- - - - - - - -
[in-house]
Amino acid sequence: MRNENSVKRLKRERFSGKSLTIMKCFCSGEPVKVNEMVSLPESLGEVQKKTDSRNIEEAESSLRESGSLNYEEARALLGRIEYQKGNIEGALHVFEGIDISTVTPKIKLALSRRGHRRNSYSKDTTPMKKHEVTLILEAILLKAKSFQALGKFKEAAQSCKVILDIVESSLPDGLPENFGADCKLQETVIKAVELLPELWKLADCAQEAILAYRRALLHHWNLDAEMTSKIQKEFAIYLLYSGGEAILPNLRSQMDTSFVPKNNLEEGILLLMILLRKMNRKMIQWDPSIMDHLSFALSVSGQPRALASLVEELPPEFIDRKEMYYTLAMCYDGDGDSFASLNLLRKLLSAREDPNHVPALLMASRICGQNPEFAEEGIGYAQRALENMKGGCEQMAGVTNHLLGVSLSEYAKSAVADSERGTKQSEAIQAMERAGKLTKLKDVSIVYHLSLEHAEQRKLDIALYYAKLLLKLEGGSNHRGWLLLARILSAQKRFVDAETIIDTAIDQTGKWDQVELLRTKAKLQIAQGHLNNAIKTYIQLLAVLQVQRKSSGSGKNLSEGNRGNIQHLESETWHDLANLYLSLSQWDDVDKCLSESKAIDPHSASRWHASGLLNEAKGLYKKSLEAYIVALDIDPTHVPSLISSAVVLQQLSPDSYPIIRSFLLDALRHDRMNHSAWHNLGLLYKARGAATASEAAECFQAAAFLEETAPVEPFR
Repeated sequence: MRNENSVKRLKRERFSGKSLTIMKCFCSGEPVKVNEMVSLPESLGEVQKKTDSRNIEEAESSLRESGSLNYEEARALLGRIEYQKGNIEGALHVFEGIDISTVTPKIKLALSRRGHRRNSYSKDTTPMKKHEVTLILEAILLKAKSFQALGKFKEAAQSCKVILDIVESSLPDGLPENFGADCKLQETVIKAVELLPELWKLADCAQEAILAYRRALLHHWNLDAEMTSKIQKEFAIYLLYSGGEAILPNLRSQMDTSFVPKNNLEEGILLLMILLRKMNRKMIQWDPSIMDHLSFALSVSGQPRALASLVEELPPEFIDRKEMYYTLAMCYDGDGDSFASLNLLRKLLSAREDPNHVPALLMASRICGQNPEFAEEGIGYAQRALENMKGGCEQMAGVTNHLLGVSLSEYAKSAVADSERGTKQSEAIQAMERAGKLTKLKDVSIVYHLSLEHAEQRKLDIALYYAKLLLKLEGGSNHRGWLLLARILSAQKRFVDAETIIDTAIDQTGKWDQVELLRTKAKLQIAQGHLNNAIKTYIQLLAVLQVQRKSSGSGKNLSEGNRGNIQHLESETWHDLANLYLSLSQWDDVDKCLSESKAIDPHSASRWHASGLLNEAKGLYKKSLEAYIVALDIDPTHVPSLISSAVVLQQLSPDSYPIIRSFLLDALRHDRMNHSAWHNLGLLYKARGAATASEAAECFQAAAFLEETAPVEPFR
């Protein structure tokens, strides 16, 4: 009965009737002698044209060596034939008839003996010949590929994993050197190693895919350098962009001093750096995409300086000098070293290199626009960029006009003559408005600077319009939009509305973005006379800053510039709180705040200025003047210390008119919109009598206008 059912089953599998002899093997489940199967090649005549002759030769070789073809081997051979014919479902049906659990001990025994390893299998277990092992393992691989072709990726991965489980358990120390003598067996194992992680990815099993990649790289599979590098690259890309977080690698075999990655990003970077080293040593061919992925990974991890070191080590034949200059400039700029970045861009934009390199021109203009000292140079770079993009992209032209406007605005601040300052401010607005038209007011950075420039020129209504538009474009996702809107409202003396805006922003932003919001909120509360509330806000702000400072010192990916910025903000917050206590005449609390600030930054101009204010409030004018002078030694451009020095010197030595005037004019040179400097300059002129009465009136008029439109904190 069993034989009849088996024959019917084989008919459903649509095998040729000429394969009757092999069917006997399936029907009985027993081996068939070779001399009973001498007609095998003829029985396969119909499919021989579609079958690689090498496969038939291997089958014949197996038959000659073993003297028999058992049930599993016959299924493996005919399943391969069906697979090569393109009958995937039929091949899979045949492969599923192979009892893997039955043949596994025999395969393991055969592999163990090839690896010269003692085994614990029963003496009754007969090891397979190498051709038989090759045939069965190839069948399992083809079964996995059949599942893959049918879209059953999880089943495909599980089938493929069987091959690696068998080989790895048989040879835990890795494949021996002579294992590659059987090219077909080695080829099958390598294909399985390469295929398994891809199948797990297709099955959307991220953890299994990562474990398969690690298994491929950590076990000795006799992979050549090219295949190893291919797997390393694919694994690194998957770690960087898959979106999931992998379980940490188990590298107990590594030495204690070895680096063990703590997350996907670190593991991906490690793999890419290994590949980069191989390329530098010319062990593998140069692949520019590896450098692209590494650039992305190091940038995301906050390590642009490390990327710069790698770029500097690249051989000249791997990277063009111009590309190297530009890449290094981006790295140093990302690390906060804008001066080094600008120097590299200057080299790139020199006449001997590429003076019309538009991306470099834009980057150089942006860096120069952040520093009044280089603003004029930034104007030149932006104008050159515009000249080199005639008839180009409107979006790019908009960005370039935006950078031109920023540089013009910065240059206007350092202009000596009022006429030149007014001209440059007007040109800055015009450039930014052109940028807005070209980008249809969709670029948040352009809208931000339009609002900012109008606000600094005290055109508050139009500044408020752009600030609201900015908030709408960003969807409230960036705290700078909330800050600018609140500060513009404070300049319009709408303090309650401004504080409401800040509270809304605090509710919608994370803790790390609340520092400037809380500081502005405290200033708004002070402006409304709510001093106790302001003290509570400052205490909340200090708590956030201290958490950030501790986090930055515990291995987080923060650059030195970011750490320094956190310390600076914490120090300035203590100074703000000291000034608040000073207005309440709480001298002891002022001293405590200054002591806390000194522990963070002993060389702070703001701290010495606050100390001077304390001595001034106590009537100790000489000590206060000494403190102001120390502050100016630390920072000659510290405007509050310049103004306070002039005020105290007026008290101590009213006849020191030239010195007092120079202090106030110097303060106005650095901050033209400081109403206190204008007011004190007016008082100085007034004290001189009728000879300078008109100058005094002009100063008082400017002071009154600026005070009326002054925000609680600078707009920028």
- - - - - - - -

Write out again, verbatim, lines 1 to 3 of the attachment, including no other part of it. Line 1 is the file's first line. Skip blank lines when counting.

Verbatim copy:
[in-house]
Amino acid sequence: MRNENSVKRLKRERFSGKSLTIMKCFCSGEPVKVNEMVSLPESLGEVQKKTDSRNIEEAESSLRESGSLNYEEARALLGRIEYQKGNIEGALHVFEGIDISTVTPKIKLALSRRGHRRNSYSKDTTPMKKHEVTLILEAILLKAKSFQALGKFKEAAQSCKVILDIVESSLPDGLPENFGADCKLQETVIKAVELLPELWKLADCAQEAILAYRRALLHHWNLDAEMTSKIQKEFAIYLLYSGGEAILPNLRSQMDTSFVPKNNLEEGILLLMILLRKMNRKMIQWDPSIMDHLSFALSVSGQPRALASLVEELPPEFIDRKEMYYTLAMCYDGDGDSFASLNLLRKLLSAREDPNHVPALLMASRICGQNPEFAEEGIGYAQRALENMKGGCEQMAGVTNHLLGVSLSEYAKSAVADSERGTKQSEAIQAMERAGKLTKLKDVSIVYHLSLEHAEQRKLDIALYYAKLLLKLEGGSNHRGWLLLARILSAQKRFVDAETIIDTAIDQTGKWDQVELLRTKAKLQIAQGHLNNAIKTYIQLLAVLQVQRKSSGSGKNLSEGNRGNIQHLESETWHDLANLYLSLSQWDDVDKCLSESKAIDPHSASRWHASGLLNEAKGLYKKSLEAYIVALDIDPTHVPSLISSAVVLQQLSPDSYPIIRSFLLDALRHDRMNHSAWHNLGLLYKARGAATASEAAECFQAAAFLEETAPVEPFR
Repeated sequence: MRNENSVKRLKRERFSGKSLTIMKCFCSGEPVKVNEMVSLPESLGEVQKKTDSRNIEEAESSLRESGSLNYEEARALLGRIEYQKGNIEGALHVFEGIDISTVTPKIKLALSRRGHRRNSYSKDTTPMKKHEVTLILEAILLKAKSFQALGKFKEAAQSCKVILDIVESSLPDGLPENFGADCKLQETVIKAVELLPELWKLADCAQEAILAYRRALLHHWNLDAEMTSKIQKEFAIYLLYSGGEAILPNLRSQMDTSFVPKNNLEEGILLLMILLRKMNRKMIQWDPSIMDHLSFALSVSGQPRALASLVEELPPEFIDRKEMYYTLAMCYDGDGDSFASLNLLRKLLSAREDPNHVPALLMASRICGQNPEFAEEGIGYAQRALENMKGGCEQMAGVTNHLLGVSLSEYAKSAVADSERGTKQSEAIQAMERAGKLTKLKDVSIVYHLSLEHAEQRKLDIALYYAKLLLKLEGGSNHRGWLLLARILSAQKRFVDAETIIDTAIDQTGKWDQVELLRTKAKLQIAQGHLNNAIKTYIQLLAVLQVQRKSSGSGKNLSEGNRGNIQHLESETWHDLANLYLSLSQWDDVDKCLSESKAIDPHSASRWHASGLLNEAKGLYKKSLEAYIVALDIDPTHVPSLISSAVVLQQLSPDSYPIIRSFLLDALRHDRMNHSAWHNLGLLYKARGAATASEAAECFQAAAFLEETAPVEPFR